Tales of a Medicine-Watcher: 8. The Prepared Mind

Tales of a Medicine-Watcher are true stories from 50 years in medicine. Names and dates changed, staff names real (unless otherwise noted). The term Medicine-Watcher is used in The Youngest Science, the autobiography of Lewis Thomas, which I use with respect. 

“John, have you thought of performing a meta-analysis on those studies?”. I stared at the audience member who made the comment. Who was this bloke? What was a meta-analysis? “Interesting” I replied, biding time. “Let’s talk after the session”.

Country meetings for medical societies are held from time to time. Melbourne allergists Dr Robert Puy and Dr John Bishop organised one entitled “The Asthma-Allergy Connection” in 1991. It was in the Barossa Valley, South Australia, one of Australia’s best wine regions. I had put together an old-fashioned descriptive review of allergen immunotherapy for asthma. Allergen immunotherapy consists of repeated increasing doses of allergen by injection (more recently orally) to reduce allergy, a technique first used in 1911. I described 8 studies of its use in asthma. At the coffee break, Dr (later Professor) Michael Abramson, who had made the comment after the talk, explained that a meta-analysis was a statistical assessment of a group of individual studies, something I had never heard of.

After inviting our colleague Dr Robert Puy to join, we met regularly for the next 19 years, always after work hours, sometimes every 2 weeks, sometimes with greater gaps. Usually at my place. My role was the venue and supper, often pizza. Michael did the statistics. Robert was the one who pored through the papers. Well, we all did, but Robert had a knack of extracting the relevant sections. In a nutshell, we had to try to find every paper published on the topic, in all languages, and read them to see if they fulfilled the criteria for a randomised controlled trial. In the nineties it was all hard copies. Later it went online.

Our first publication appeared in the American Journal of Respiratory and Critical Care Medicine in 1995. We ended up statistically analysing 20 papers.

It was a bit of a coup. It was the first time that respiratory physicians had tentatively embraced an allergy paper in print. Prior to that time, with few exceptions, allergy was viewed as anathema by most of the academic respiratory fraternity. There were exceptions. I remember speaking at a meeting of the Thoracic Society of Australia in the nineties. The session was chaired by the late Prof Ann Woolcock, who is remembered as one of the world’s leading respiratory physicians. She was one of the early researchers into dust mite and mould induced asthma. She asked me a very important question: “Does pollen cause asthma?” It was clear that she believed it could. It’s a question that would never be asked in 2018, after the tragic consequences of Melbourne’s Thunderstorm Asthma day on 21st November 2016. Back then allergists saw lots of people with pollen induced asthma, and botanists in the 80s had already published the mechanism by which pollens can break up into tiny granules during thunderstorms and enter the lungs. But most respiratory physicians of the time did not believe that association. The discussion at that meeting was vigorous, with many from the audience denying pollen’s relevance.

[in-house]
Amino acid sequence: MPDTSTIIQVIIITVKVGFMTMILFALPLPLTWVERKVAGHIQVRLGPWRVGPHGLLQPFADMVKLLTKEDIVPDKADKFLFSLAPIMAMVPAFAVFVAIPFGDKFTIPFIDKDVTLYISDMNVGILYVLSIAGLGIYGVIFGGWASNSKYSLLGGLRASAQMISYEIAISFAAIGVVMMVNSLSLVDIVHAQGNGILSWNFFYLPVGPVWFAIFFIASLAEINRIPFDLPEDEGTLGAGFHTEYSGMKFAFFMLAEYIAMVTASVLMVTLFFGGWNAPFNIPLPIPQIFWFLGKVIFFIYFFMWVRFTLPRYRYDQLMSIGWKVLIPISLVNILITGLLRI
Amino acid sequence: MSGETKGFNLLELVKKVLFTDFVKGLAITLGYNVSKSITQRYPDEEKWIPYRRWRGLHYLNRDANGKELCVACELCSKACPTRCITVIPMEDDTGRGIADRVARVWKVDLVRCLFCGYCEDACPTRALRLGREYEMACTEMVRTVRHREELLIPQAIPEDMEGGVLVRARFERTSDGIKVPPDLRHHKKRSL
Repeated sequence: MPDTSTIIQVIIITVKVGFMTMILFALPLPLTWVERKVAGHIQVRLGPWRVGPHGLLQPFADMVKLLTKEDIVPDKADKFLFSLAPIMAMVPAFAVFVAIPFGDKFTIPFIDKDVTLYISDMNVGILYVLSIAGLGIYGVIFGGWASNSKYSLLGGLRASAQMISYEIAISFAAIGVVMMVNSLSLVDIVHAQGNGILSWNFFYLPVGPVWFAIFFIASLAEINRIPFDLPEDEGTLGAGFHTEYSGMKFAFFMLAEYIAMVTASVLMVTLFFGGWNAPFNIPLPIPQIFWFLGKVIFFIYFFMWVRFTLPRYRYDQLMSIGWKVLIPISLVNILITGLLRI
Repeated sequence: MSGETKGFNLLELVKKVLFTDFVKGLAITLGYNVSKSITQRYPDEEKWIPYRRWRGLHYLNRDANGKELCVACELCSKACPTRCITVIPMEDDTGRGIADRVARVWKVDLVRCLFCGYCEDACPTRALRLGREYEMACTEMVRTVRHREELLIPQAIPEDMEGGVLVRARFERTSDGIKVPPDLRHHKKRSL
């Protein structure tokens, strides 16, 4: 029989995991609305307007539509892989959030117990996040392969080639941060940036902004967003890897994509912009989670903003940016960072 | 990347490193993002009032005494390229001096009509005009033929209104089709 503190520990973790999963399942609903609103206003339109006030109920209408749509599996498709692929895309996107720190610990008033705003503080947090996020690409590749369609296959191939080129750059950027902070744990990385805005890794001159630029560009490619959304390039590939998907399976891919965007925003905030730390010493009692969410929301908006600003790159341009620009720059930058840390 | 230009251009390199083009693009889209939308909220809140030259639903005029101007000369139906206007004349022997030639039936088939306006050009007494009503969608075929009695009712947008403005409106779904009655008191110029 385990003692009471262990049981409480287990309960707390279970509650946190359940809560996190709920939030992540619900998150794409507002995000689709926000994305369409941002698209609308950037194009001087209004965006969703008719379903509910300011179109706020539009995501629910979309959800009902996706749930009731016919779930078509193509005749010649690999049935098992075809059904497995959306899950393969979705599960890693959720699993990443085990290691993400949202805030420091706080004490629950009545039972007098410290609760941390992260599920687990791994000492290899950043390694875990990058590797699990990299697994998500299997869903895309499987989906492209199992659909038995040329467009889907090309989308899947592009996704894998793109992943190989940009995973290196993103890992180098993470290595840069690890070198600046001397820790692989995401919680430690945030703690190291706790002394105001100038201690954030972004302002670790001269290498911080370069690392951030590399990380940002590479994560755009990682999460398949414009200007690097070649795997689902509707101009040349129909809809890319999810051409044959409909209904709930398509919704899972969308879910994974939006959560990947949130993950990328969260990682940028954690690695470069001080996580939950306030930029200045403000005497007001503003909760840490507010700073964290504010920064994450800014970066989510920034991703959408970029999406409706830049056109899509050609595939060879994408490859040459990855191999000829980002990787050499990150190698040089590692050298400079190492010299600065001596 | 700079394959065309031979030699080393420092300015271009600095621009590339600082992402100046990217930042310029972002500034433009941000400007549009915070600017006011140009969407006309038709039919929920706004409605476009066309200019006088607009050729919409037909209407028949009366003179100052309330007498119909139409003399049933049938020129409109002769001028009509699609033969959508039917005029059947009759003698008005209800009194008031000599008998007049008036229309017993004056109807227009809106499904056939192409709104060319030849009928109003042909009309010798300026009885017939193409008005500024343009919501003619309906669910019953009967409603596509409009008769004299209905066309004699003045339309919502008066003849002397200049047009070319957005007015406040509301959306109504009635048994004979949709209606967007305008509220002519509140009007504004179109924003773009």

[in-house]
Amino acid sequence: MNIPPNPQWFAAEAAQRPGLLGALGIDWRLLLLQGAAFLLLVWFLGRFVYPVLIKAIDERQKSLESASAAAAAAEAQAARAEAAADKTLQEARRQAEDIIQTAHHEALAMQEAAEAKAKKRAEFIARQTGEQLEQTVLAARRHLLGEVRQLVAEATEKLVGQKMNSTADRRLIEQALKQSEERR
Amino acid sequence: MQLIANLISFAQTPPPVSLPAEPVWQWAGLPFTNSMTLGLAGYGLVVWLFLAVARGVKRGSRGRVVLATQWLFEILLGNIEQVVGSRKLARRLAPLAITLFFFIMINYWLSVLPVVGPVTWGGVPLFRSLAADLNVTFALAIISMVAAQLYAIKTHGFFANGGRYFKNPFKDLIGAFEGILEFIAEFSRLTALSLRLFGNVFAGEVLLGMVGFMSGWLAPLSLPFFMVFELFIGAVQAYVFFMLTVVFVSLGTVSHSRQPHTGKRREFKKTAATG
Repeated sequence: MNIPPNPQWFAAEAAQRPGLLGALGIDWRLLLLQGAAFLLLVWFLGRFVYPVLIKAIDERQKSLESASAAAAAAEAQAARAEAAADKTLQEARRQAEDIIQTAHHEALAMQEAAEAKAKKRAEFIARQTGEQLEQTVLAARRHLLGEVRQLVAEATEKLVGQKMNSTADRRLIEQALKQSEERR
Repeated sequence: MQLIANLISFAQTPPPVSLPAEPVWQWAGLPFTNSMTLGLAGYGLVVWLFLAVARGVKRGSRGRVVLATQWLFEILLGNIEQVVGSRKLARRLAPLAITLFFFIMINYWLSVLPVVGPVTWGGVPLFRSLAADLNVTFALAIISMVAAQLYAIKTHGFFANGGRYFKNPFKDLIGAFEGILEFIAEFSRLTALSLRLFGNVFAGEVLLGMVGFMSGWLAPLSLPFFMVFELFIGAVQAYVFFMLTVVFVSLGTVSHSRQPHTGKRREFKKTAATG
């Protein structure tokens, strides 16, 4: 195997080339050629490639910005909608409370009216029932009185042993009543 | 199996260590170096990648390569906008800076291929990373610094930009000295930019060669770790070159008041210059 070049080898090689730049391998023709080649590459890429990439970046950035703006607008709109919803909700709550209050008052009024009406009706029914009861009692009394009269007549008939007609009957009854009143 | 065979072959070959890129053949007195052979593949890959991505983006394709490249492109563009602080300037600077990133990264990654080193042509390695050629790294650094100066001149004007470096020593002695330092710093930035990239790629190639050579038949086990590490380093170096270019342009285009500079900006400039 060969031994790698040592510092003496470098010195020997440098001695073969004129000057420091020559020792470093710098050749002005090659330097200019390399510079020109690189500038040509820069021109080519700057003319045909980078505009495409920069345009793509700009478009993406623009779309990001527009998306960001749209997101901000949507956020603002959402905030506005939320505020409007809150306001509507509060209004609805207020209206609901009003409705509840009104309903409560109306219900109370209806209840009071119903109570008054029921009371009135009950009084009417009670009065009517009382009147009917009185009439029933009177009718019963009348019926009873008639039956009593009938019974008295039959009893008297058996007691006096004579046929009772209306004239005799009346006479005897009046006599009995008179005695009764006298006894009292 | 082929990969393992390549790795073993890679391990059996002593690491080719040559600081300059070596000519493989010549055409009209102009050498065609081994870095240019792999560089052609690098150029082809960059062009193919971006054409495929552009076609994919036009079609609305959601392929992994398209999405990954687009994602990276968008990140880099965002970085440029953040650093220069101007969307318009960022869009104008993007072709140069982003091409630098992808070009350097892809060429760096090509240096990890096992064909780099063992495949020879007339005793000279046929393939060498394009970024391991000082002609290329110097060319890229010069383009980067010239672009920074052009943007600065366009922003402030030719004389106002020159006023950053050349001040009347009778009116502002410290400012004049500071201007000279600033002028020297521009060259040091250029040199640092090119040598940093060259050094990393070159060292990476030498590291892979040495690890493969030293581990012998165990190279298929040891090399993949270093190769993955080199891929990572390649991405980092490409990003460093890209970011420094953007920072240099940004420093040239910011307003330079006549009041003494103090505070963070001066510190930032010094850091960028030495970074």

At Michael’s behest, we then submitted a later enlarged review to the Cochrane Collaboration, the repository of evidence-based systematic reviews. and submitted several revisions over the years. Our last review appeared in 2010. By that time we were able to analyse 88 studies.

We were subsequently amazed to see a full page in Harrison’s Principles and Practice of Internal Medicine devoted to our results.

Michael Abramson’s question led to 19 years of fruitful contributions to medicine. He was only able to ask that question at that meeting because he had the right background knowledge. It was the perfect example of Pasteur’s famous dictum : Fortune favours the prepared mind

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